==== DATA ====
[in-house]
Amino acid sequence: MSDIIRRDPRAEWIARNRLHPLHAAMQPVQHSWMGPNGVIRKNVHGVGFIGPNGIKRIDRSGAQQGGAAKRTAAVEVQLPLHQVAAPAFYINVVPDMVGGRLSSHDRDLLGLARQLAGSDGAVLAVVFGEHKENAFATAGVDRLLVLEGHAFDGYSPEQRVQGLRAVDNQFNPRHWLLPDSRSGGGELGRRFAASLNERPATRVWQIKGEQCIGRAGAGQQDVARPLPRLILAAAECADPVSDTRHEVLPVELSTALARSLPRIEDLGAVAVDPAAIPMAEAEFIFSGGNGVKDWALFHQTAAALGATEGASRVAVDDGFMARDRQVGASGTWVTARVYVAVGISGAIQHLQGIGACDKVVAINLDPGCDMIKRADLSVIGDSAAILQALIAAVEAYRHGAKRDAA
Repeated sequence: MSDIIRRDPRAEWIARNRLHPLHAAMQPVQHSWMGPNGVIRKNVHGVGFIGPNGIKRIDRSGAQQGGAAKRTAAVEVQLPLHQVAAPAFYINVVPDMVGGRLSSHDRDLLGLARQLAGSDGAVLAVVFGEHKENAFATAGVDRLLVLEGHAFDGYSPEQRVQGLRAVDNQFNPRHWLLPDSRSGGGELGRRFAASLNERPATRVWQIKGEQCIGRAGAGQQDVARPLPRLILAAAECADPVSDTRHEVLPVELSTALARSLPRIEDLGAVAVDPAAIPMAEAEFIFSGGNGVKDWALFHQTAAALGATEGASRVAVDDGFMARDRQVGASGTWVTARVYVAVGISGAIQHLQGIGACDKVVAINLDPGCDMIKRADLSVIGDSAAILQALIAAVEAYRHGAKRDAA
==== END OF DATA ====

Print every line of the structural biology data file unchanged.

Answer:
[in-house]
Amino acid sequence: MSDIIRRDPRAEWIARNRLHPLHAAMQPVQHSWMGPNGVIRKNVHGVGFIGPNGIKRIDRSGAQQGGAAKRTAAVEVQLPLHQVAAPAFYINVVPDMVGGRLSSHDRDLLGLARQLAGSDGAVLAVVFGEHKENAFATAGVDRLLVLEGHAFDGYSPEQRVQGLRAVDNQFNPRHWLLPDSRSGGGELGRRFAASLNERPATRVWQIKGEQCIGRAGAGQQDVARPLPRLILAAAECADPVSDTRHEVLPVELSTALARSLPRIEDLGAVAVDPAAIPMAEAEFIFSGGNGVKDWALFHQTAAALGATEGASRVAVDDGFMARDRQVGASGTWVTARVYVAVGISGAIQHLQGIGACDKVVAINLDPGCDMIKRADLSVIGDSAAILQALIAAVEAYRHGAKRDAA
Repeated sequence: MSDIIRRDPRAEWIARNRLHPLHAAMQPVQHSWMGPNGVIRKNVHGVGFIGPNGIKRIDRSGAQQGGAAKRTAAVEVQLPLHQVAAPAFYINVVPDMVGGRLSSHDRDLLGLARQLAGSDGAVLAVVFGEHKENAFATAGVDRLLVLEGHAFDGYSPEQRVQGLRAVDNQFNPRHWLLPDSRSGGGELGRRFAASLNERPATRVWQIKGEQCIGRAGAGQQDVARPLPRLILAAAECADPVSDTRHEVLPVELSTALARSLPRIEDLGAVAVDPAAIPMAEAEFIFSGGNGVKDWALFHQTAAALGATEGASRVAVDDGFMARDRQVGASGTWVTARVYVAVGISGAIQHLQGIGACDKVVAINLDPGCDMIKRADLSVIGDSAAILQALIAAVEAYRHGAKRDAA